When it comes to waste disposal in China’s cities, cockroaches appear to be the the answer. (Photo credit: REUTERS/Thomas Suen)

In July 2018, the South China Morning Post reported that Beijing residents create over nine million tonnes of domestic garbage in one year with over 40 per cent of that waste ending up in land ll. Garbage incineration plants are being built but are yet to reach operational capacity.

China’s urban waste disposal problem may have been solved with a novel idea: cockroach farms. The new form of waste disposal sees millions of cockroaches devouring food scraps by the tonne in a bid to tackle the country’s increasing food waste issue. So far, the results have been encouraging.

On the outskirts of Jinan, capital of eastern Shandong province, a billion cockroaches are being fed with 50 tonnes of kitchen waste a day – the equivalent in weight to seven adult elephants. At the plant run by Shandong Qiaobin Agricultural Technology Co., the waste arrives before daybreak, where it is fed through pipes to cockroaches in their cells. The air is kept warm and humid to ensure the colonies maintain their health and appetites.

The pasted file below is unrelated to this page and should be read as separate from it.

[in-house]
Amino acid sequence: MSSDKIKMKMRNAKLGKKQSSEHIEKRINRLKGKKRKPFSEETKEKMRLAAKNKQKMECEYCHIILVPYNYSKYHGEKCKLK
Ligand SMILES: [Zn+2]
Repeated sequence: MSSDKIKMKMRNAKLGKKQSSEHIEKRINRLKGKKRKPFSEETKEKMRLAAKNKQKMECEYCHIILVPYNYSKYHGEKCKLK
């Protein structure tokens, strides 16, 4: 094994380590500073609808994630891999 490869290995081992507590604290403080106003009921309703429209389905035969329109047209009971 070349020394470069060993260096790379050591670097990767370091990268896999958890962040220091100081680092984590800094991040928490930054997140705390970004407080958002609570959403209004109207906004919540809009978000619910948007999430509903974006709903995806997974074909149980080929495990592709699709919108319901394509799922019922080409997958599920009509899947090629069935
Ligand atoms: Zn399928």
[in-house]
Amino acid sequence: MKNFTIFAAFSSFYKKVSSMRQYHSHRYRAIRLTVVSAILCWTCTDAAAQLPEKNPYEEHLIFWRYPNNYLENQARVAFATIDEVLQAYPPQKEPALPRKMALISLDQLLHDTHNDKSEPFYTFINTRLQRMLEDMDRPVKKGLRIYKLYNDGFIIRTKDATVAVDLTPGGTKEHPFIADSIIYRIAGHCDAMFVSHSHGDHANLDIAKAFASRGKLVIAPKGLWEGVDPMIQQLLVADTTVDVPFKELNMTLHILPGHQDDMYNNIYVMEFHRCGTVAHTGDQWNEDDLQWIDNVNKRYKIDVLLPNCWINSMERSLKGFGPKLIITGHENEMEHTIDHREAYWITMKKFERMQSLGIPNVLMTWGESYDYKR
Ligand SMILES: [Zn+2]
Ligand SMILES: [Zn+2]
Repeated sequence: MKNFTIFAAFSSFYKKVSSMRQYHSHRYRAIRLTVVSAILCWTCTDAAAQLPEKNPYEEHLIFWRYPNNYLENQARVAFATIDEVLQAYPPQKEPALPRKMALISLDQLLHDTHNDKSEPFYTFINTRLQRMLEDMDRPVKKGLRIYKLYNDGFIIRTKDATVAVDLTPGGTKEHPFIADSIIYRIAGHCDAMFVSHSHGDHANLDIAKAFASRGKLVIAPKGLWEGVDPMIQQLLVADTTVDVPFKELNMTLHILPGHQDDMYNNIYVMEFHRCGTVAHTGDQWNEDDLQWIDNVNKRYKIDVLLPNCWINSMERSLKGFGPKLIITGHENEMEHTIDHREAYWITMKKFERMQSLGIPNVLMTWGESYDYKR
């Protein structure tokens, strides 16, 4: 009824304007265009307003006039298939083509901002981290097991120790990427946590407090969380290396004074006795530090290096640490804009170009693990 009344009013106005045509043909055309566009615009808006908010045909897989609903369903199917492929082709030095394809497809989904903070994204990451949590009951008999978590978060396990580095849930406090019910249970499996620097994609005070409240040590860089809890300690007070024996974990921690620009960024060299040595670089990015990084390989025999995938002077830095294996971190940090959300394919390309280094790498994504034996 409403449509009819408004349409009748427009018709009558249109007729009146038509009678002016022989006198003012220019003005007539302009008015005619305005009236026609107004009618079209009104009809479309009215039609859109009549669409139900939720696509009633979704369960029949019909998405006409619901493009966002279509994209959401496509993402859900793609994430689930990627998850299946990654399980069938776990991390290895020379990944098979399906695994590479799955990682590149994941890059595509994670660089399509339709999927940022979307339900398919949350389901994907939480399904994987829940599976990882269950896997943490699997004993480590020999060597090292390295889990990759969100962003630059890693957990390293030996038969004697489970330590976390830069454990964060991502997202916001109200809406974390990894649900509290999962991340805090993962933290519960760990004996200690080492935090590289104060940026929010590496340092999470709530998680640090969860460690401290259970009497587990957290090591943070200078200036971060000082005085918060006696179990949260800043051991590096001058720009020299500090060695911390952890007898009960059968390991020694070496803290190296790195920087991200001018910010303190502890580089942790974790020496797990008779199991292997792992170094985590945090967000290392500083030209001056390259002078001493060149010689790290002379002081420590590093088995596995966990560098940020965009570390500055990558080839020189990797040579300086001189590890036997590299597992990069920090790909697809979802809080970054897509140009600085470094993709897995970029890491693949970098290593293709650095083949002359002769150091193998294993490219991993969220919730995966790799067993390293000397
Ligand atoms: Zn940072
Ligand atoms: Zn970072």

Shandong Qiaobin plans to set up three more cockroach plants in 2019, aiming to process a third of the kitchen waste produced by Jinan, which is home to about seven million people.

“Cockroaches are a bio-technological pathway for the converting and processing of kitchen waste,” said Liu Yusheng, president of Shandong Insect Industry Association.

Cockroaches are also a good source of protein for pigs and other livestock. “It’s like turning trash into resources,” said Shandong Qiaobin chairwoman Li Hongyi.

Reworked article from: ‘Bug Business: Cockroaches Corralled by the Millions in China to Crunch Waste’ by Thomas Suen and Ryan Woo. Reuters, December 10, 2018.